You are on page 1of 3

An Important Relationship Between Elasticity and Total Revenue

Demand is elastic for one good and inelastic for another good. Does it matter? As you just read, it can matter to you as an individual, and it definitely matters to the sellers of goods. In particular, it matters to a sellers total revenue (money sellers receive for selling their goods). To see how elasticity of demand relates to a businesss total revenue, lets consider four cases in detail. The cases look at both elastic and inelastic goods and what happens to each when the price rises, and when the price falls. Case 1: Elastic Demand and a Price Increase Javier currently sells 100 basketballs a week at a price of $20 each.His total revenue (price quanity) per week is $2,000. Suppose Javier raises the price of his basketballs to $22 each, a 10 percent increase in price. As a result, the quantity demanded falls from 100 to 75, a 25 percent reduction. The demand is elastic because the change in quantity demanded (25%) is greater than the change in price (10%).What happened to Javiers total revenue at the new price and quantity demanded? It is $1,650: the new price ($22) multiplied by the number of basketballs sold (75). Notice that if demand is elastic, a price increase will lead to a decline in total revenue. Even though he raised the price, Javiers total revenue went down, from $2,000 to $1,650. An important lesson here is that an increase in price does not always bring about an increase in total revenue. Elastic demand _ Price increase _ Total revenue decrease Case 2: Elastic Demand and a Price Decrease In case 2, as in case 1, demand is elastic. This time, however, Javier lowers the price of his basketballs from $20 to $18, a 10 percent reduction in price.We know that if price falls, quantity demanded will rise. Also, if demand is elastic, the percentage change in quantity demanded is greater than the percentage change in price. Suppose quantity demanded rises

from 100 to 130, a 30 percent increase. Total revenue at the new, lower price ($18) and higher quantity demanded (130) is $2,340. Thus, if demand is elastic and price is decreased, total revenue will increase. Elastic demand _ Price decrease _ Total revenue increase Case 3: Inelastic Demand and a Price Increase Now lets assume that the demand for basketballs is inelastic, rather than elastic, as it was in cases 1 and 2. Suppose Javier raises the price of his basketballs to $22 each, a 10 percent increase in price. If demand is inelastic, the percentage change in quantity demanded must fall by less than the percentage rise in price. Suppose the quantity demanded falls from 100 to 95, a 5 percent reduction. Javiers total revenue at the new price and quantity demanded is $2,090, which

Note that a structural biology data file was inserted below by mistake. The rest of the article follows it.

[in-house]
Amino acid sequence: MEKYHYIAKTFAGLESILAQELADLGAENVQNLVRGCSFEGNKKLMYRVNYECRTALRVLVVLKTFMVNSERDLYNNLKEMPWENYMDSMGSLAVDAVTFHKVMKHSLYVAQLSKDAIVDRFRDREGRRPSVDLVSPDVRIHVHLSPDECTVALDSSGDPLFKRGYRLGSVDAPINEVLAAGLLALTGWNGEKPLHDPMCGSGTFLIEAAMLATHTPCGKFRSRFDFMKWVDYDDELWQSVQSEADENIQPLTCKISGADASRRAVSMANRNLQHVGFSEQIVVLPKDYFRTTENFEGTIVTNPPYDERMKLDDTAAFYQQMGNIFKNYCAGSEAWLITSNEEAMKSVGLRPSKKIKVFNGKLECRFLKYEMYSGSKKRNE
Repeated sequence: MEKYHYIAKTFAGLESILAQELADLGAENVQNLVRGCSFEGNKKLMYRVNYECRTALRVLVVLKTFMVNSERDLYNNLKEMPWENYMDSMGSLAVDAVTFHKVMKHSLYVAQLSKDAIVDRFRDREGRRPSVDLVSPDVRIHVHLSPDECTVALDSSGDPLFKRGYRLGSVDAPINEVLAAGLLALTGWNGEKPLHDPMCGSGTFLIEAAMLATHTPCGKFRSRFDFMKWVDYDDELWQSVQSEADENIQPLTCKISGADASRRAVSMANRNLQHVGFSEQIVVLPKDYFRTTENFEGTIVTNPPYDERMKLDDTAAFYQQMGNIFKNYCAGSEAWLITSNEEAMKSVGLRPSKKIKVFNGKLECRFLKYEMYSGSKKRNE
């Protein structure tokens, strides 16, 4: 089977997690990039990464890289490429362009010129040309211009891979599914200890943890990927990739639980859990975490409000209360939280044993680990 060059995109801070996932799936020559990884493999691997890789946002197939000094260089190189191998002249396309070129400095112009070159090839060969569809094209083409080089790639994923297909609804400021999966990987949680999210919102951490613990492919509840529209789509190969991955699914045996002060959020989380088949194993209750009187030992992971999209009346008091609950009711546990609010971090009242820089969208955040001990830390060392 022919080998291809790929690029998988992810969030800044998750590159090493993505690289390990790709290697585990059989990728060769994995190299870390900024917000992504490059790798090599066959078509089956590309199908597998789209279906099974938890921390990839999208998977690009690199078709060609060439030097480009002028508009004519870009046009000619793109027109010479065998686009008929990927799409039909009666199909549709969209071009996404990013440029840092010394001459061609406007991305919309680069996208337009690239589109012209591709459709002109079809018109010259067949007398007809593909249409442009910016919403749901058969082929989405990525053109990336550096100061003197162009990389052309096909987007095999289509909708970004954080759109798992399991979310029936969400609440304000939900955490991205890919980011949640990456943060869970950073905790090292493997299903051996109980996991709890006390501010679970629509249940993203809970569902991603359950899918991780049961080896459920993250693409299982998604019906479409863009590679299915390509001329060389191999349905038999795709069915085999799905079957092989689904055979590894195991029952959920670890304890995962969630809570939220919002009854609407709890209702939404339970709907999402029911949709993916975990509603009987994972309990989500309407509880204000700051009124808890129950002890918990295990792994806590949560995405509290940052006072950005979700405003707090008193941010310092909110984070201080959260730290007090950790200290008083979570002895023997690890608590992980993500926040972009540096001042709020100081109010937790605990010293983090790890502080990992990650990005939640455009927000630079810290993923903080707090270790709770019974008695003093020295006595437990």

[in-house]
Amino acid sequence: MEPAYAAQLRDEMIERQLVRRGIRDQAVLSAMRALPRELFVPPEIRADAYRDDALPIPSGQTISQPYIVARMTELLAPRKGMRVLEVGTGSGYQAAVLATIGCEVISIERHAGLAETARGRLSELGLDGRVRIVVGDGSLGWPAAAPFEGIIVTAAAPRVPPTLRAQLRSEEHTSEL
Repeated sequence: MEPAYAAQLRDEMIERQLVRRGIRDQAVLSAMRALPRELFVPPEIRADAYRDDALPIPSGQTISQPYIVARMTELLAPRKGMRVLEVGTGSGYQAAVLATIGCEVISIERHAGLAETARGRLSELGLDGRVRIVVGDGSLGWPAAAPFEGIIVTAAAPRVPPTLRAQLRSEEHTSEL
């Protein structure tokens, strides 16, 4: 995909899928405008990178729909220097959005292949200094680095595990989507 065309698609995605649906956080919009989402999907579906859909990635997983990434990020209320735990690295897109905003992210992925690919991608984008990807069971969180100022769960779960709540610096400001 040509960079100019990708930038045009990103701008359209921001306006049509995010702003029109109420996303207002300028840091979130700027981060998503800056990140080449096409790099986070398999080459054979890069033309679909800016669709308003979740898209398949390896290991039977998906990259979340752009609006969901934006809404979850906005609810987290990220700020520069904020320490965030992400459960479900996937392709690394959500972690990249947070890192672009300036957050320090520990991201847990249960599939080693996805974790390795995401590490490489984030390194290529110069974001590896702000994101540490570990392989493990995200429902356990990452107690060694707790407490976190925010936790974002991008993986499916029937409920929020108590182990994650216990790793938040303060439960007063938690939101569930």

Price elasticity of demand and total revenue : -Elasticity of demand is important because it predicts what may happen to total revenue received when a company changes the price of a product. -When the price elasticity of demand for a good is inelastic (|Ed| < 1), the percentage change in quantity is smaller than that in price. Hence, when the price is raised, the total revenue of producers rises, and vice versa. -When the price elasticity of demand for a good is elastic (|Ed| > 1), the percentage change in quantity is greater than that in price. Hence, when the price is raised, the total revenue of producers falls, and vice versa. -When the price elasticity of demand for a good is unit elastic (or unitary elastic) (|Ed| = 1), the percentage change in quantity is equal to that in price. Hence, when the price is raised, the total revenue remains unchanged. The demand curve is a rectangular hyperbola. -When the price elasticity of demand for a good is perfectly elastic (Ed is undefined), any increase in the price, no matter how small, will cause demand for the good to drop to zero. Hence, when the price is raised, the total revenue of producers falls to zero. The demand curve is a horizontal straight line. A ten-dollar banknote is an example of a perfectly elastic good; nobody would pay $10.01, yet

everyone will pay $9.99 for it. -When the price elasticity of demand for a good is perfectly inelastic (Ed = 0), changes in the price do not affect the quantity demanded for the good. The demand curve is a vertical straight line; this violates the law of demand. An example of a perfectly inelastic good is a human heart for someone who needs a transplant; neither increases nor decreases in price effect the quantity demanded (no matter what the price, a person will pay for one heart but only one; nobody would buy more than the exact amount of hearts demanded, no matter how low the price is)